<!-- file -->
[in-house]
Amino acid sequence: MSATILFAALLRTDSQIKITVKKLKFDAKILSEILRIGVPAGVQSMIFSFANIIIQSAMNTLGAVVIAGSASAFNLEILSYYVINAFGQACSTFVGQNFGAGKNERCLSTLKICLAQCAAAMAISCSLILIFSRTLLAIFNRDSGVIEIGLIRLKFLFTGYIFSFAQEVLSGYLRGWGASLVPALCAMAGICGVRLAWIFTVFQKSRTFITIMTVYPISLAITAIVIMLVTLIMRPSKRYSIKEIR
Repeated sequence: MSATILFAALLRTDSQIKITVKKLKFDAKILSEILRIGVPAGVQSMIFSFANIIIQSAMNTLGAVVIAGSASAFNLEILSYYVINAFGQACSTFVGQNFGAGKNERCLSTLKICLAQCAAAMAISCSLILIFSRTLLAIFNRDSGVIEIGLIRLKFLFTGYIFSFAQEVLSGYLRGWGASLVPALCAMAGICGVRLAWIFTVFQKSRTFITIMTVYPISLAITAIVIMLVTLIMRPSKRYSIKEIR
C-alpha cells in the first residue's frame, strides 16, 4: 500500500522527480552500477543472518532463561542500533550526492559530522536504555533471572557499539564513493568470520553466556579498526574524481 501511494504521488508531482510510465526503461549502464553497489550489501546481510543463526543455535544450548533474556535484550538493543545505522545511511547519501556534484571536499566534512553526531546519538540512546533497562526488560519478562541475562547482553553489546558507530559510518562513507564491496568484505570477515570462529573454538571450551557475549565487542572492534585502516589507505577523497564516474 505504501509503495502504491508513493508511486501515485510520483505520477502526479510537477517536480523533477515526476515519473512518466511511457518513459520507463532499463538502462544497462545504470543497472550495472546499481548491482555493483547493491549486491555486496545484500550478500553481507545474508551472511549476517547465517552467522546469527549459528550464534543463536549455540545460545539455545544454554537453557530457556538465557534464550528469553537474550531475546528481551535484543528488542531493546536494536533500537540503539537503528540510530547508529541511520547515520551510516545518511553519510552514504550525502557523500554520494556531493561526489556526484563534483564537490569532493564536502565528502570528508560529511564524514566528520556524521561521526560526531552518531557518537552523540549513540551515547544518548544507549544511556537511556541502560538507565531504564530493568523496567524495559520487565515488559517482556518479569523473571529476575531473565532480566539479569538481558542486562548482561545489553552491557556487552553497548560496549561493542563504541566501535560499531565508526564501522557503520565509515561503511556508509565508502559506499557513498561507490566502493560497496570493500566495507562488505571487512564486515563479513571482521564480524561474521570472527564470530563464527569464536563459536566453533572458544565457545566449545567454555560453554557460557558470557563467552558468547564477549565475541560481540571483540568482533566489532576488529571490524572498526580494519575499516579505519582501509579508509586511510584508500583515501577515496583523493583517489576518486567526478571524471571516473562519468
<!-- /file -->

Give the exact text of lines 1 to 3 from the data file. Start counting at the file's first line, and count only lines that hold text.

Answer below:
[in-house]
Amino acid sequence: MSATILFAALLRTDSQIKITVKKLKFDAKILSEILRIGVPAGVQSMIFSFANIIIQSAMNTLGAVVIAGSASAFNLEILSYYVINAFGQACSTFVGQNFGAGKNERCLSTLKICLAQCAAAMAISCSLILIFSRTLLAIFNRDSGVIEIGLIRLKFLFTGYIFSFAQEVLSGYLRGWGASLVPALCAMAGICGVRLAWIFTVFQKSRTFITIMTVYPISLAITAIVIMLVTLIMRPSKRYSIKEIR
Repeated sequence: MSATILFAALLRTDSQIKITVKKLKFDAKILSEILRIGVPAGVQSMIFSFANIIIQSAMNTLGAVVIAGSASAFNLEILSYYVINAFGQACSTFVGQNFGAGKNERCLSTLKICLAQCAAAMAISCSLILIFSRTLLAIFNRDSGVIEIGLIRLKFLFTGYIFSFAQEVLSGYLRGWGASLVPALCAMAGICGVRLAWIFTVFQKSRTFITIMTVYPISLAITAIVIMLVTLIMRPSKRYSIKEIR